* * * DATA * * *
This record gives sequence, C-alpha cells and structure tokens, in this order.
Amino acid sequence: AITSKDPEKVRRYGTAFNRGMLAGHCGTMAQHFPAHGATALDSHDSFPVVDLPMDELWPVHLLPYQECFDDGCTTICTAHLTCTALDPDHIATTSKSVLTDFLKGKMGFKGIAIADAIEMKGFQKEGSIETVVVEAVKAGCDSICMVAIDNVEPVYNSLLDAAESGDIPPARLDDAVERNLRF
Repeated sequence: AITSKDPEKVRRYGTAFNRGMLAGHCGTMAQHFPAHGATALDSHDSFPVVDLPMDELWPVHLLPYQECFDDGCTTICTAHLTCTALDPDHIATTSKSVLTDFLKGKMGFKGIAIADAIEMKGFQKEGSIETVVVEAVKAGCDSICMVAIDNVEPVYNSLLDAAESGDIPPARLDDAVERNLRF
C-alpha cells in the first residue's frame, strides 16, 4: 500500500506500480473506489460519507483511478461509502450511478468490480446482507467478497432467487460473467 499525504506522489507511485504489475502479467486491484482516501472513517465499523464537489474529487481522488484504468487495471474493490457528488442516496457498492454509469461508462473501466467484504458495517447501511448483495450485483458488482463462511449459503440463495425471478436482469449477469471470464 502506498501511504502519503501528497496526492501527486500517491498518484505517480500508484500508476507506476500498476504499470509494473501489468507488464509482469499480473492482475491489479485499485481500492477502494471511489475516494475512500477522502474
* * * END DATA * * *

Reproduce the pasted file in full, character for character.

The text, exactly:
This record gives sequence, C-alpha cells and structure tokens, in this order.
Amino acid sequence: AITSKDPEKVRRYGTAFNRGMLAGHCGTMAQHFPAHGATALDSHDSFPVVDLPMDELWPVHLLPYQECFDDGCTTICTAHLTCTALDPDHIATTSKSVLTDFLKGKMGFKGIAIADAIEMKGFQKEGSIETVVVEAVKAGCDSICMVAIDNVEPVYNSLLDAAESGDIPPARLDDAVERNLRF
Repeated sequence: AITSKDPEKVRRYGTAFNRGMLAGHCGTMAQHFPAHGATALDSHDSFPVVDLPMDELWPVHLLPYQECFDDGCTTICTAHLTCTALDPDHIATTSKSVLTDFLKGKMGFKGIAIADAIEMKGFQKEGSIETVVVEAVKAGCDSICMVAIDNVEPVYNSLLDAAESGDIPPARLDDAVERNLRF
C-alpha cells in the first residue's frame, strides 16, 4: 500500500506500480473506489460519507483511478461509502450511478468490480446482507467478497432467487460473467 499525504506522489507511485504489475502479467486491484482516501472513517465499523464537489474529487481522488484504468487495471474493490457528488442516496457498492454509469461508462473501466467484504458495517447501511448483495450485483458488482463462511449459503440463495425471478436482469449477469471470464 502506498501511504502519503501528497496526492501527486500517491498518484505517480500508484500508476507506476500498476504499470509494473501489468507488464509482469499480473492482475491489479485499485481500492477502494471511489475516494475512500477522502474